Since Landsteiner and Wiener (1940–41) discovered the Rh factor in 85 per cent of the white population, the knowledge of this new blood factor and its antibody has claimed an outstanding interest. It may be recalled that on the one hand accidents occur following repeated transfusions of Rh-positive blood into Rh-negative individuals, as Wiener and Peters (1940) first pointed out. On the other hand, Levine and his co-workers (1939 to 1942) demonstrated that accidents may be caused by the very first transfusion of blood of the homologous group when Rh-positive blood is used in Rh-negative intra- or post-partum patients. Here isoimmunization from the foetus in utero is responsible for the formation of Rh antibodies in the mother. Finally, Levine, Katzin, and Burnham, Levine and Polayes (1941) observed that the majority of women giving birth to infants with erythroblastosis foetalis are Rh-negative and develop antibodies against the Rh factor, the baby being Rh-positive.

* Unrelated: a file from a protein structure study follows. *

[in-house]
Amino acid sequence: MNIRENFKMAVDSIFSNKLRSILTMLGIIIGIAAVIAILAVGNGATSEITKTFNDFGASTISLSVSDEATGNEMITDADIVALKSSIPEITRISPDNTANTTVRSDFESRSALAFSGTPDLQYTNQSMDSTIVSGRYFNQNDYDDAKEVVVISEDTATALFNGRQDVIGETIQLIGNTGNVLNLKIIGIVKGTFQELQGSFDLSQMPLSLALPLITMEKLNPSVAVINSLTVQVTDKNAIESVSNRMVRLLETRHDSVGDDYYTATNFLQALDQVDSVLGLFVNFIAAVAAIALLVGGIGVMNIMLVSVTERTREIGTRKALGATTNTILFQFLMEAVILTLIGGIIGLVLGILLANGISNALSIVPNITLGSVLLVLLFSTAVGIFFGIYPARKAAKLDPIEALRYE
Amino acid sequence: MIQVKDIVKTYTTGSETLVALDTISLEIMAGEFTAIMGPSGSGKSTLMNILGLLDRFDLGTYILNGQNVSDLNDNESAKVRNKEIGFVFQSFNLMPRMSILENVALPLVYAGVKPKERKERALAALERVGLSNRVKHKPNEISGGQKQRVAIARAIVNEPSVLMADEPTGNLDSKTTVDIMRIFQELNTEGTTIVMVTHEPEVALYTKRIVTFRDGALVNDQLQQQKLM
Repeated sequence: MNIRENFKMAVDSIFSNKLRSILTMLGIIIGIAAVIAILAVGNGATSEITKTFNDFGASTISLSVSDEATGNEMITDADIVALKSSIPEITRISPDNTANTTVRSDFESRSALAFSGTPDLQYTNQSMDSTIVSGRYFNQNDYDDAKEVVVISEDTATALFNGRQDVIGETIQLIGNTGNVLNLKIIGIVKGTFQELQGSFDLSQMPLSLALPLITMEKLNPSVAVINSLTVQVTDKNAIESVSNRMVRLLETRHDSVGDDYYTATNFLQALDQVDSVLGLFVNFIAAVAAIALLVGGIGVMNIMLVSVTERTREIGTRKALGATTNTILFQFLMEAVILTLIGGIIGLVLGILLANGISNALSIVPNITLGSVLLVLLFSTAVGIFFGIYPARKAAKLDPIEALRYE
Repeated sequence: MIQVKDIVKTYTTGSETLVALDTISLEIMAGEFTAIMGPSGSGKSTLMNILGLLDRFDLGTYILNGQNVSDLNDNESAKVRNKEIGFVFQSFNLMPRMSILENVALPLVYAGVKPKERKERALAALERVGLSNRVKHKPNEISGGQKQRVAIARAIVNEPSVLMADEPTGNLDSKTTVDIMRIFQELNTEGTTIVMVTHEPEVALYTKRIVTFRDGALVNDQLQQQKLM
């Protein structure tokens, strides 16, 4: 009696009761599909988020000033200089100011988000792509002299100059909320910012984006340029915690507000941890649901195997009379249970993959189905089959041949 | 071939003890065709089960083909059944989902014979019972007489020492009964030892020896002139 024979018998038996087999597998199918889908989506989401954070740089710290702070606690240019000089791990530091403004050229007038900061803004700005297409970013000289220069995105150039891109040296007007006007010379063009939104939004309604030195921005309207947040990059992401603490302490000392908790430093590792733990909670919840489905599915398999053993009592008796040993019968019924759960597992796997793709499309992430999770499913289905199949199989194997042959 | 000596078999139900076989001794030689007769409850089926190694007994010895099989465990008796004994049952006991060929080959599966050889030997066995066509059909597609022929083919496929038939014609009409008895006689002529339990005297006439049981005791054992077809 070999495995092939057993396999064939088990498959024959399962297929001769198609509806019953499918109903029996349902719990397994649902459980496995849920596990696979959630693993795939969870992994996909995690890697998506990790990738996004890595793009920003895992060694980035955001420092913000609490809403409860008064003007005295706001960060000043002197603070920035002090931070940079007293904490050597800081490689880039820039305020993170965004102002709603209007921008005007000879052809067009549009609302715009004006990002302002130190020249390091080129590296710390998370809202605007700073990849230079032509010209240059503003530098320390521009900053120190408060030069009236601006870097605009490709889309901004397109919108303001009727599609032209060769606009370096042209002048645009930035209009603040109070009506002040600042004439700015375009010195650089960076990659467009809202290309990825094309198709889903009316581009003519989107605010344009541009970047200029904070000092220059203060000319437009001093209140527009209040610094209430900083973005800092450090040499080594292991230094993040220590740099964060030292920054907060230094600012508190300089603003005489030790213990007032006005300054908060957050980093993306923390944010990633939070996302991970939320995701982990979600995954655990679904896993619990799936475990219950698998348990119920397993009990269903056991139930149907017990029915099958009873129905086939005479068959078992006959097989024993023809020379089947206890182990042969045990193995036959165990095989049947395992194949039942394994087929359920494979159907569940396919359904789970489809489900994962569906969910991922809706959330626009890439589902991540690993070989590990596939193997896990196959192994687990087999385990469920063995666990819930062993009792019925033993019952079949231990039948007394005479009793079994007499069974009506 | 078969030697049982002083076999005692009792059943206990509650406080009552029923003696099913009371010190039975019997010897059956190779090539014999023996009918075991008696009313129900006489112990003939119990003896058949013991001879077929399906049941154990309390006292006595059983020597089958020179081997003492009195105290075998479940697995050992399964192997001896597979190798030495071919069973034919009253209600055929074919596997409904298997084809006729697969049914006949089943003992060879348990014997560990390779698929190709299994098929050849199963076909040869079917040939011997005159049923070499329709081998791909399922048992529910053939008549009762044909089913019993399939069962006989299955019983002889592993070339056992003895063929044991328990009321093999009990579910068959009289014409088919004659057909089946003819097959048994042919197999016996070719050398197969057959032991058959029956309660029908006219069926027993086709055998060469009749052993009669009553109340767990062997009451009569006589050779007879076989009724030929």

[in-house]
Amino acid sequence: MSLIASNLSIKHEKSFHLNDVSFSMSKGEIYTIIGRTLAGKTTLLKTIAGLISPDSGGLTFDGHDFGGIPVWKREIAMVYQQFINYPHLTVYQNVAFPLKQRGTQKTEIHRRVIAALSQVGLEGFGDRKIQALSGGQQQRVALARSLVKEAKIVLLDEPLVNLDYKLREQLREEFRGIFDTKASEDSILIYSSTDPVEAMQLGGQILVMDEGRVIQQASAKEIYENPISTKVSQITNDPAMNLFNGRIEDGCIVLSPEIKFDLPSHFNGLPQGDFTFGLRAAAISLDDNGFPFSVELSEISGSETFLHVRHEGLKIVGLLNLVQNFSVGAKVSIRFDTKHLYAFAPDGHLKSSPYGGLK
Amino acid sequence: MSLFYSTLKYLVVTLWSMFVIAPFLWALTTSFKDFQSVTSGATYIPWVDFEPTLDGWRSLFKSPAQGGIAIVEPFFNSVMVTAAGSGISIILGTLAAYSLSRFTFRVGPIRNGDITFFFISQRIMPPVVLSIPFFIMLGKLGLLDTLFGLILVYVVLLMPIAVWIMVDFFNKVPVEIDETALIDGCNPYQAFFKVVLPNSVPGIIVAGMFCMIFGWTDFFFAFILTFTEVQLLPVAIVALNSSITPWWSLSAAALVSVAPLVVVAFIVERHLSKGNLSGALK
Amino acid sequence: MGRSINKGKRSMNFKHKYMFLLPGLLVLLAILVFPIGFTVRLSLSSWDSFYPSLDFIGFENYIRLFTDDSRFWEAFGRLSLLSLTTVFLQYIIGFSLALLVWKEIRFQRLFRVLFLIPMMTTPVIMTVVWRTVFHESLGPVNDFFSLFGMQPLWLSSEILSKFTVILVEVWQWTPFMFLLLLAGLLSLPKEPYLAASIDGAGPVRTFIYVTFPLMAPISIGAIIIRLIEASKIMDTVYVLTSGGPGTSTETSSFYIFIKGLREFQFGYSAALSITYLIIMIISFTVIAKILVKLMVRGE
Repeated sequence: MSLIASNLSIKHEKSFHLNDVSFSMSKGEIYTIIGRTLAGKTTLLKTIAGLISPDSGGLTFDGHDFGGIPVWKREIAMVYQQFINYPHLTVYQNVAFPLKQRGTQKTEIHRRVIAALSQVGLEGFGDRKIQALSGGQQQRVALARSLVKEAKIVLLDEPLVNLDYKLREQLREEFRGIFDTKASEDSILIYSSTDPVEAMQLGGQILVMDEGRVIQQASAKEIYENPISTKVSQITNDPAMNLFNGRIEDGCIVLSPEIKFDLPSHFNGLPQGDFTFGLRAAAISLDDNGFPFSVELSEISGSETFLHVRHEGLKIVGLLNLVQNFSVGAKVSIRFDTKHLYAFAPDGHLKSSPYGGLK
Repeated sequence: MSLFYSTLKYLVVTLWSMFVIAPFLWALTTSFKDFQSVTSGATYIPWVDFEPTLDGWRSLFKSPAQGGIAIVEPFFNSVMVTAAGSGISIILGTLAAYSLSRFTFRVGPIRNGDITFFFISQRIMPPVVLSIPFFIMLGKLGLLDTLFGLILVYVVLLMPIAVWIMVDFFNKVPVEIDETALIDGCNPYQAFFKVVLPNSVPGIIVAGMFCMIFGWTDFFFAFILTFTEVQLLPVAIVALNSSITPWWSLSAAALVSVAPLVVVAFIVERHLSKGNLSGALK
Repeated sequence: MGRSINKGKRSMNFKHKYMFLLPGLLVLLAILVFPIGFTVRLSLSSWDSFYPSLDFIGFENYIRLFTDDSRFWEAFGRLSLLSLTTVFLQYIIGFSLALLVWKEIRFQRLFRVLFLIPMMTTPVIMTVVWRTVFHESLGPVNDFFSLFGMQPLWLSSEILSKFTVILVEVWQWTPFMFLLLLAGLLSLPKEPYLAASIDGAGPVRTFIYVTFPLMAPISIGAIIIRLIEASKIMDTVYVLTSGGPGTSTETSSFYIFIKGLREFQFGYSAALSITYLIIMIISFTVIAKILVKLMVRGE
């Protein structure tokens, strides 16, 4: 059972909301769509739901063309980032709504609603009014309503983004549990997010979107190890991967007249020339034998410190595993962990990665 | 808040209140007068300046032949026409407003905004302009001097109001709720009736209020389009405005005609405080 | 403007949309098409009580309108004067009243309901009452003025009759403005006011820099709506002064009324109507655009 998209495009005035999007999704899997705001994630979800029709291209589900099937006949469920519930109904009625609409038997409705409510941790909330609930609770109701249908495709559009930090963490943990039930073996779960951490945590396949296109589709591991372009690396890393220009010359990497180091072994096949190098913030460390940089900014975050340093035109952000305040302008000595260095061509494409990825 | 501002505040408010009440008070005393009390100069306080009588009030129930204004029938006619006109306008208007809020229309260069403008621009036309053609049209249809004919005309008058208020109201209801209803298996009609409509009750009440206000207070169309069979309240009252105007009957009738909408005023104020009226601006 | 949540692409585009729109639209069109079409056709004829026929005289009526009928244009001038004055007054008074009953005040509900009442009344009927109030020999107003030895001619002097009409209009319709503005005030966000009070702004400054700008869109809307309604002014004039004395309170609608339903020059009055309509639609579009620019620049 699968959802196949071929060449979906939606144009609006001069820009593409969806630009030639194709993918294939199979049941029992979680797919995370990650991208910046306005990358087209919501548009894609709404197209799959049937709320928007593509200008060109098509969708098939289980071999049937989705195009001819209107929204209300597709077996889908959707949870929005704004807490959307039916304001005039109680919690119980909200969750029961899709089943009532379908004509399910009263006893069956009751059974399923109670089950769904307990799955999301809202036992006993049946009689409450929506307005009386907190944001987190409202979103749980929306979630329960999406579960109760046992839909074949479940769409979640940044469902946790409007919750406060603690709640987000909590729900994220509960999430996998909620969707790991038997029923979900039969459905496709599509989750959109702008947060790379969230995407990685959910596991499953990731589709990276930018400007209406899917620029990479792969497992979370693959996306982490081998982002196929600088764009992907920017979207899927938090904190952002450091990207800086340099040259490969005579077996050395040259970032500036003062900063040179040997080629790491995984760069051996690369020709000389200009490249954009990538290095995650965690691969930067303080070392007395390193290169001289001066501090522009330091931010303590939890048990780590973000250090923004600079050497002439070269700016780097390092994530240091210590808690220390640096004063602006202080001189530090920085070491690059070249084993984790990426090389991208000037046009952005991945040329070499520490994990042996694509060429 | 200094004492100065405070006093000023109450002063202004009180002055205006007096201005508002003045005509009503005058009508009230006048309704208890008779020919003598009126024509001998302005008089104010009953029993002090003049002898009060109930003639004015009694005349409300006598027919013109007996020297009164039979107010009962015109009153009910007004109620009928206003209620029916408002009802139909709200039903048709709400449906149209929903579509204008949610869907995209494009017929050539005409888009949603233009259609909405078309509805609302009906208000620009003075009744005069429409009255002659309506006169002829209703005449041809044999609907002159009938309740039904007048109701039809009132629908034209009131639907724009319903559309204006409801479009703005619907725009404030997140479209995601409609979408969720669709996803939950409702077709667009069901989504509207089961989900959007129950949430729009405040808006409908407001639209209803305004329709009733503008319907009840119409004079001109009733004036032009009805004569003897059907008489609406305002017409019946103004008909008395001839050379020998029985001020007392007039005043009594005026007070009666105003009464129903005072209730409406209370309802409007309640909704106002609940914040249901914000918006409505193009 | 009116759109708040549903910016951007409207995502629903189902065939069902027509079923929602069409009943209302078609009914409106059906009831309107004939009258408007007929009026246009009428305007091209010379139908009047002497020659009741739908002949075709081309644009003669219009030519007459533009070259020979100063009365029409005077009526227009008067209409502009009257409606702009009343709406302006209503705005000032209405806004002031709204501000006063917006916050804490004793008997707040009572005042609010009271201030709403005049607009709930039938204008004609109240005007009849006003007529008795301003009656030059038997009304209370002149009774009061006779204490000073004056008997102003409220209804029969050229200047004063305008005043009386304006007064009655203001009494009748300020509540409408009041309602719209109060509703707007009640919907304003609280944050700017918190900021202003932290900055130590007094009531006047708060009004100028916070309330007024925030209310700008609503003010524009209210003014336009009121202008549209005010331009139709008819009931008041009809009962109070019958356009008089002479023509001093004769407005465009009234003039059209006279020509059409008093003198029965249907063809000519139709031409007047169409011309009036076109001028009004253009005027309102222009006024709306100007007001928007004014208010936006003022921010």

This content is only available via PDF.